New Castle state wildlife area targeted for gas drilling operations
Glenwood Springs correspondent
Aspen, CO Colorado
NEW CASTLE, Colo. ” Kyle Holt was driving on County Road 312 through the Garfield Creek State Wildlife Area when he saw pink flags and some men out in the refuge. He saw a neighbor and asked what the men were doing.
The answer disappointed him.
He was told that the wildlife area, where Holt said he’s seen 200 elk in a field where the flags were located, became another area affected by the area’s natural gas energy boom.
“It just doesn’t seem quite right,” he said, upset that the area is closed to residents but open to natural gas development. “Are our state wildlife areas up for grabs now as far as any kind of development goes? It seems like critical, fragile habitat up there.”
The Colorado Division of Wildlife and Denver-based Orion Energy Partners on Thursday confirmed that the company is making preliminary preparations to drill in the middle of the Garfield Creek State Wildlife Area, a 13,179-acre refuge south of New Castle.
The DOW issued a special-use permit to the company for limited surveying work of the environment and wildlife for future gas drilling operations, said Dean Riggs, area wildlife manager for the DOW’s Grand Junction office. Two people on behalf of the company, former DOW wildlife biologists, were in the area this week even though the area is currently closed for the winter as elk and deer winter in the area’s low-elevation region.
“They have asked for and received a special-use permit to do some very limited work in there right now,” Riggs said.
In recent conversations with the company, Riggs said he expects the company to send more people back to the wildlife area, maybe in May, for three or four days to do more work, including looking at raptor nesting activity.
Although the DOW owns the land and uses it for a elk and deer habitat, it cannot prevent drilling in the wildlife area because it does not own the mineral rights beneath the habitat’s surface.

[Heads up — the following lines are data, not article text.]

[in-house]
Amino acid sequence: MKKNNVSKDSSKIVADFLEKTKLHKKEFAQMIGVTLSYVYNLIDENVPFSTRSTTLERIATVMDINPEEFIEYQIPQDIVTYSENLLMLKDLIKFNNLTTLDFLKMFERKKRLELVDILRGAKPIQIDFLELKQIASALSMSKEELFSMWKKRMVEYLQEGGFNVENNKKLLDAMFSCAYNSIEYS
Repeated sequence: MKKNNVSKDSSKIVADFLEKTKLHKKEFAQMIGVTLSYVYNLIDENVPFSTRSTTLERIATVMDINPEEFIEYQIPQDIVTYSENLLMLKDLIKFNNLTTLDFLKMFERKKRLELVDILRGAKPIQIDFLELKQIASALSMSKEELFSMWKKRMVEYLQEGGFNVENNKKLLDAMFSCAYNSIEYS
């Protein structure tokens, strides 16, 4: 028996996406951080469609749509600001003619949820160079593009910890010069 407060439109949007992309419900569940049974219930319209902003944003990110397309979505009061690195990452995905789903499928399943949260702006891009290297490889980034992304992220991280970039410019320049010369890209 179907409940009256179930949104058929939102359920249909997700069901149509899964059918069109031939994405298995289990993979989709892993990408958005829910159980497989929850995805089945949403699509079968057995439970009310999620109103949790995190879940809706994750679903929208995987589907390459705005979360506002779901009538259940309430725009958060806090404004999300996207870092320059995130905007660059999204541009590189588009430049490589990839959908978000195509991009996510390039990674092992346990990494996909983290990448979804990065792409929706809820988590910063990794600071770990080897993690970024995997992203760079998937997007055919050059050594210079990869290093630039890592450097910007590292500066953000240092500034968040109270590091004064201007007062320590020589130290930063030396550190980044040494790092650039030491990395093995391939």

“The challenge is that mineral owners have a right to extract those minerals. We are the surface owner, we really can’t do anything,” said Randy Hampton, a spokesman for the DOW.
Doug Harris, vice president of operations for Orion Energy Partners, said the company is developing “best management practices” with the Division of Wildlife and the Colorado Wildlife Commission about its possible plan to drill in the area.
“We want to go in with everyone’s eyes wide open so that all of us understand the various issues,” Harris said. “We want participation from the DOW and any other stakeholder or local interest group. We want to make sure everyone understands what we are doing, why we are doing it, and that it is done with the best practices in mind. We would not have to go through that process if we just wanted to go in there and drill.”
Harris said the company’s proposed well pad is in the “heart” of the wildlife area on DOW land. He said the company hopes to find a time “that we would not impact the wildlife area” when it plans to drill its vertical well.
“Hopefully that will be this summer,” said Harris, adding any future wells will be drilled from the single well pad. The company has yet to receive a permit from the COGCC for its proposed well.
The mineral rights below the habitat belong to multiple owners – including one person who owns a large share of the mineral rights, the federal government and two or three other owners.
Federal mineral rights underneath the wildlife area are up for lease in a Feb. 14 lease sale. Those leases have no-surface-occupancy stipulations, which means that gas companies would have to directionally drill from other areas to extract the natural gas.
However, gas extraction from private mineral rights in the Garfield Creek wildlife reserve does not have any surface-occupancy restrictions, Hampton said.
Riggs said because of the split ownership of the land – with the DOW owning the surface rights and others owning the mineral rights – it is “probably in our best interests to try and work with (Orion).”
Oil and gas companies, if they own the mineral rights or lease them, most often try to reach agreements with surface owners for oil and gas extraction on their property. But if a deal can’t be reached, oil and gas companies can still place well pads and drilling rigs over the surface owner’s objections.
“Realistically, because of the mineral ownership they can force us into doing something,” Riggs said. “I guess we are taking the thought process that ‘OK, maybe it’s in our best interest to try and work this through with them and see what we can do. If that requires us to make a couple of exceptions there, again, we are probably in a better spot to do that rather than just dig our heels in and say no.”
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